Things You'll Need
Wrenches, pliers and screwdrivers
Crowbar, hammer and chisels
Tape measure, framing square and carpenter's level
Treated 2-by-4-inch lumber
2-by-4-inch framing lumber
Saws and drills
Sheathing, siding, insulation and drywall
Check local building code requirements for windows and doors in living spaces and include those in the openings as necessary.
Use safe practices when demolishing or building, especially around power tools. Wear safety glasses, hearing protection, and gloves.
Garage door torsion springs mounted above the door are under high tension and can unwrap with great force. Consider hiring a garage-door contractor to remove the doors if you have this style spring.
Homeowners who find themselves in need of new living space often decide that a garage conversion is one of their simplest and most economical alternatives. An attached garage is a ready-made enclosed space with the framing, roof and siding already in place. Conversion can reduce both the cost and duration of construction. The first step in a converting a garage to a living space is removing the door or doors and walling off the openings that remain.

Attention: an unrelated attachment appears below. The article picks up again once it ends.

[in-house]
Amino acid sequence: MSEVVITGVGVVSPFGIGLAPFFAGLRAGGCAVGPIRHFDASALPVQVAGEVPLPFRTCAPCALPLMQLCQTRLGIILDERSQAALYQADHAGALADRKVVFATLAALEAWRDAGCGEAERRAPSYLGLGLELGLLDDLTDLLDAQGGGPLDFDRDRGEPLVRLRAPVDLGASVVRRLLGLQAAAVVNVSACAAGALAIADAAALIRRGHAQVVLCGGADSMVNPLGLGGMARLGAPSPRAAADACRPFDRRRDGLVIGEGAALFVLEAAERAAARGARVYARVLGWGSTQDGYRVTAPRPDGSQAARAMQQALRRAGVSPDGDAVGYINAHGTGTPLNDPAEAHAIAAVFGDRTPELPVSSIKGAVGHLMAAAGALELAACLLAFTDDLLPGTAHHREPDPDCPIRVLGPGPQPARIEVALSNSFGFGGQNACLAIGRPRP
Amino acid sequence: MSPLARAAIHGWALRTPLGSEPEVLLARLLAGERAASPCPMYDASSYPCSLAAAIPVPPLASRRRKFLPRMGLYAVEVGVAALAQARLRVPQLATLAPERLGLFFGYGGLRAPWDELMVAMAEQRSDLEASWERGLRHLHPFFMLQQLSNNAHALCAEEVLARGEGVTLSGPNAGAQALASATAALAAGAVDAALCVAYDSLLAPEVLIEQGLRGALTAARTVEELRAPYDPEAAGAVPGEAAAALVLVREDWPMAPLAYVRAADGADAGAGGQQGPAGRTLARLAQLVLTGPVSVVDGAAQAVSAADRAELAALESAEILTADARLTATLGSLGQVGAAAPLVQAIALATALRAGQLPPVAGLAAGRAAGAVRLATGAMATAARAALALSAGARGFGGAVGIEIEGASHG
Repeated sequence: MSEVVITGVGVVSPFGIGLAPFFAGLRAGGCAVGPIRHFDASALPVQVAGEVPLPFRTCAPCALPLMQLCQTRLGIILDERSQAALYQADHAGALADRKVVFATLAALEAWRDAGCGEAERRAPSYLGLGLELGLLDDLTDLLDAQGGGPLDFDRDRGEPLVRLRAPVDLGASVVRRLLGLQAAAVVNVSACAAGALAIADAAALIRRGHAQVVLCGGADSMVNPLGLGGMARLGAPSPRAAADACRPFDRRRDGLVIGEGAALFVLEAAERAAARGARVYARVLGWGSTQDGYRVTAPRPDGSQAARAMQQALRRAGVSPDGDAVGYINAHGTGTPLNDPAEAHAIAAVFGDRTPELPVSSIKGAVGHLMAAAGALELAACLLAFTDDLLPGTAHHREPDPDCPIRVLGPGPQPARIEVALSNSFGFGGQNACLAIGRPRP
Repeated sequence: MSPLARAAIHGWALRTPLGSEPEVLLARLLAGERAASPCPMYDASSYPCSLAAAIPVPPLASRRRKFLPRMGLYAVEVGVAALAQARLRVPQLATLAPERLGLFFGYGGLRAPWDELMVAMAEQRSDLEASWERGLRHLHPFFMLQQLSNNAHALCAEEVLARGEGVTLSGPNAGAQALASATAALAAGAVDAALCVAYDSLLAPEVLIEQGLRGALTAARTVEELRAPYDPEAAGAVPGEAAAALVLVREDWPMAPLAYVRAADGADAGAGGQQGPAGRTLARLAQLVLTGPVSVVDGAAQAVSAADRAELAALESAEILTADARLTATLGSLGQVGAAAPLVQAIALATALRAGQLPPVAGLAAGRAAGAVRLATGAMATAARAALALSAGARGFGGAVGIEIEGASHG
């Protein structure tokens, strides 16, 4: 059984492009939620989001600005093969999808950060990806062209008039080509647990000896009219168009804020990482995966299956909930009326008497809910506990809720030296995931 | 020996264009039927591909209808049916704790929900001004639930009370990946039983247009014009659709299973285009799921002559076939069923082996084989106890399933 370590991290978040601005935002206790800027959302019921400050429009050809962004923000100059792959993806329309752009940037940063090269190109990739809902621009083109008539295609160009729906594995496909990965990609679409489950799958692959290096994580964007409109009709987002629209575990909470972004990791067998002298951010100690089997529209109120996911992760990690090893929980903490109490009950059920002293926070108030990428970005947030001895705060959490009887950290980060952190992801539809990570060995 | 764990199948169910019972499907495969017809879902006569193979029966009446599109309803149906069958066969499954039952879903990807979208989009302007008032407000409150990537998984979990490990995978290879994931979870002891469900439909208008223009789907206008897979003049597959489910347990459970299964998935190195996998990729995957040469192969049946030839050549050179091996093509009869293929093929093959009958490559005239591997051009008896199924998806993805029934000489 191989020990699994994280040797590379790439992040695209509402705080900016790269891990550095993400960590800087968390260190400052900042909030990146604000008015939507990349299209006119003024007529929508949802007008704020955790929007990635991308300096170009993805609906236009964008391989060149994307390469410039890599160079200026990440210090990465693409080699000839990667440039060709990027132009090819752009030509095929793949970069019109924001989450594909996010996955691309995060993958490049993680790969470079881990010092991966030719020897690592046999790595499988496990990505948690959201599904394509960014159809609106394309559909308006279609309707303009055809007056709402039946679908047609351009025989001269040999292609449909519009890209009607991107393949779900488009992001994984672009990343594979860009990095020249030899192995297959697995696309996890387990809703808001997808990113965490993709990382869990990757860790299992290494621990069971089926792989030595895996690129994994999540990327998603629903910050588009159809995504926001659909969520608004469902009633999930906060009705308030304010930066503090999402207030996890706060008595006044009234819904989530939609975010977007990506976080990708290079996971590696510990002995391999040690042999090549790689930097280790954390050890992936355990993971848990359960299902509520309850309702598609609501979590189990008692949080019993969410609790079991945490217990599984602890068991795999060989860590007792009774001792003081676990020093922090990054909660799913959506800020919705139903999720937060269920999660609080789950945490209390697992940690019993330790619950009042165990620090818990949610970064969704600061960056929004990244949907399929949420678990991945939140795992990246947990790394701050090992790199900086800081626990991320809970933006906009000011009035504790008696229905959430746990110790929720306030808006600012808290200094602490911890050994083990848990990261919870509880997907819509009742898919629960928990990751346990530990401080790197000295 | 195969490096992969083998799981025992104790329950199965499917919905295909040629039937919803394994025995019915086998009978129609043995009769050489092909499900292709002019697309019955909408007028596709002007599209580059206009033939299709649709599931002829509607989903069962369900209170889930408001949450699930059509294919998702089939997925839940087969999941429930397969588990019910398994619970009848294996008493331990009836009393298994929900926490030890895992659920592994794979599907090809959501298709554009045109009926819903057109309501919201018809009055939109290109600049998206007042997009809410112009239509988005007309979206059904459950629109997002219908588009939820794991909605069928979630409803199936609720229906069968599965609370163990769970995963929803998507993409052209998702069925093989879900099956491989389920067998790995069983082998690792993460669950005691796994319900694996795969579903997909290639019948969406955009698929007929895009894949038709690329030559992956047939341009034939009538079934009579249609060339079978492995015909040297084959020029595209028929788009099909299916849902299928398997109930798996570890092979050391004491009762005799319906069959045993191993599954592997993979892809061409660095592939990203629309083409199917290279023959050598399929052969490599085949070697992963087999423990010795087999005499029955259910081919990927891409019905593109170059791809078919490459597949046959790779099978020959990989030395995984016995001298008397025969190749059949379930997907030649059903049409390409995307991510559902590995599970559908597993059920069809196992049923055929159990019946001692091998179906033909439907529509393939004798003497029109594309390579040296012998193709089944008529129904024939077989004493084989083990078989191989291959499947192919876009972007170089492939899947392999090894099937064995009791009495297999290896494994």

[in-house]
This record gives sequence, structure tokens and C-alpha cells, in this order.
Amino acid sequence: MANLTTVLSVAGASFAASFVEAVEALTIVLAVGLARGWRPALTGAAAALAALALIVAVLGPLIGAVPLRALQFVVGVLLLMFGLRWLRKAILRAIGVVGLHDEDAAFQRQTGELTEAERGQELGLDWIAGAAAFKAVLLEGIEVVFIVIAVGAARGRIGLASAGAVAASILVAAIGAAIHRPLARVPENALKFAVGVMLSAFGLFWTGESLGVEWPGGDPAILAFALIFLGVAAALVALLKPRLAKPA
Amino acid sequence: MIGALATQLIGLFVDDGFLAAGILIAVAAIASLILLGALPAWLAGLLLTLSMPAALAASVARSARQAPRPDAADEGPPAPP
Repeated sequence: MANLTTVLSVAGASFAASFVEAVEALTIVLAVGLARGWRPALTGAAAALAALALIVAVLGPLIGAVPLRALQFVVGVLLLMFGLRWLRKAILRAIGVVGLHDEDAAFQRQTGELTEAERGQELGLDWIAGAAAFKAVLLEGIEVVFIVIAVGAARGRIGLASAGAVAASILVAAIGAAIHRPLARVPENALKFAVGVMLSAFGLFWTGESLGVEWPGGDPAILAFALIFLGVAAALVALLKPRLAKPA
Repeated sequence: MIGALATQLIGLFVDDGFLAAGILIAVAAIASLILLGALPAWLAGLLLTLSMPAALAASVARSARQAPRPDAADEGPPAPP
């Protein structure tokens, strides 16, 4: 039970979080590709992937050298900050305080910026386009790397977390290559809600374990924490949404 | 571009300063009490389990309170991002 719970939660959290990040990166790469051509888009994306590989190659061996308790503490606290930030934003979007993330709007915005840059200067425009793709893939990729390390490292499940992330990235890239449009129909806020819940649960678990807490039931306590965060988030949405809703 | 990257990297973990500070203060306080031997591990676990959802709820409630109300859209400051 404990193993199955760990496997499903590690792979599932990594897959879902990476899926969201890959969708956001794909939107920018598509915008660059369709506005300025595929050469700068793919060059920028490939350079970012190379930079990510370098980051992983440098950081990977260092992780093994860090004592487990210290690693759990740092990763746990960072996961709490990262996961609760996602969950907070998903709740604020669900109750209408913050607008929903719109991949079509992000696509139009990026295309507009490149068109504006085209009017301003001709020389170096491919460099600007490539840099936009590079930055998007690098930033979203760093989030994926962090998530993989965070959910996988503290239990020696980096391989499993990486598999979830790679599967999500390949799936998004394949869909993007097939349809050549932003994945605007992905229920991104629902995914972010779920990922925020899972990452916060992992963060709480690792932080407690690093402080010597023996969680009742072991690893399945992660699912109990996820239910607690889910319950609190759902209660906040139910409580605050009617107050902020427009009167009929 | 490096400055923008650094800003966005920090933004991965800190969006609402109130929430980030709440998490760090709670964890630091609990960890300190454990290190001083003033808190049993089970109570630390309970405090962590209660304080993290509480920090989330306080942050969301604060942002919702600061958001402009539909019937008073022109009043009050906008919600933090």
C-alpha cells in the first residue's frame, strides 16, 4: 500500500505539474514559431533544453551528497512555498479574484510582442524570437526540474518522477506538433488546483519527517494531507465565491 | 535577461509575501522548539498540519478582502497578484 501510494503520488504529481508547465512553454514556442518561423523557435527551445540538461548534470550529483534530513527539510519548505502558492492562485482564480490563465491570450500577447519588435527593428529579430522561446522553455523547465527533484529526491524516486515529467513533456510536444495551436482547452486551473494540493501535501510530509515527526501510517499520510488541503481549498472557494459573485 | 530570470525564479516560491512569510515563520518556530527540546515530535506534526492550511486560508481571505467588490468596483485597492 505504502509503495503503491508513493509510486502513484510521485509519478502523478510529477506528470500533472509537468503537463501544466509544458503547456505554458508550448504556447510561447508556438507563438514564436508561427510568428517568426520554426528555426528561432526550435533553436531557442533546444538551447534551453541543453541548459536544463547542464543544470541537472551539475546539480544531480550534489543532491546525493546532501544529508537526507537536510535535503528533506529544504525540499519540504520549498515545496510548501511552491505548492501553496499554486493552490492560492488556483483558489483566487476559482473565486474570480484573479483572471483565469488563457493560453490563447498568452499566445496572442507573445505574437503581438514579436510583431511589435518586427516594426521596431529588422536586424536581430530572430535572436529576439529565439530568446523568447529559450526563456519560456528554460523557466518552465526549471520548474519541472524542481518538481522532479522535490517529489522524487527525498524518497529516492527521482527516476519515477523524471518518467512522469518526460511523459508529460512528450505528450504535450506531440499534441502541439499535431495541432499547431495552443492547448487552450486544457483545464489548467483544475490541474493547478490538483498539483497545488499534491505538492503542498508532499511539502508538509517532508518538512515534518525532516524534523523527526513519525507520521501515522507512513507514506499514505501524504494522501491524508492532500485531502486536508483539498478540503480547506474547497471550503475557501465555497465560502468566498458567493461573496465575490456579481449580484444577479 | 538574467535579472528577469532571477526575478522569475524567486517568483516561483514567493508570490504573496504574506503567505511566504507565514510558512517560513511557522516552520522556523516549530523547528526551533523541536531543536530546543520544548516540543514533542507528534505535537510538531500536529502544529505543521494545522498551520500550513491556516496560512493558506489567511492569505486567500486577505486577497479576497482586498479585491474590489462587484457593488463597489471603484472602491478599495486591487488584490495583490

Disconnect the spring or springs from the door. You must release a torsion spring mounted above the door with winding rods. You can disassemble a door with side extension springs using ordinary tools.
Dismantle the door by removing the hardware on the sides and the hinges between sections. Remove the door hardware, such as tracks, mounts and opener.
Pry loose and remove all the molding that surrounds the space. This exposes the header and the studs on the sides of the opening.
Construct a new sole plate across the opening. Use treated lumber rated for ground contact and insert a strip of aluminum or copper termite shield between the wood and the slab. Attach the sole plate with masonry nails or with lag screws inserted into pre-drilled holes in the slab.
Frame the opening with 2-by-4-inch lumber on standard 16- or 24-inch spacing. Rough frame any required window or door openings.
Install windows and doors. Insulate all framed areas below, above and beside windows and doors. Apply sheathing to the exterior wall.
Install siding on the exterior. If the home's exterior siding is horizontal, it may be simpler to install contrasting siding than attempt to match the existing pattern. Install exterior molding around windows or door openings.
Complete the interior with drywall. Add molding to frame the windows and doors and install the baseboard.
Kelvin O'Donahue has been writing since 1979, with work published in the "Arizona Geological Society Digest" and "Bulletin of the American Association of Petroleum Geologists," as well as online. O'Donahue holds a Master of Science in geology from the University of Arizona, and has worked in the oil industry since 1982.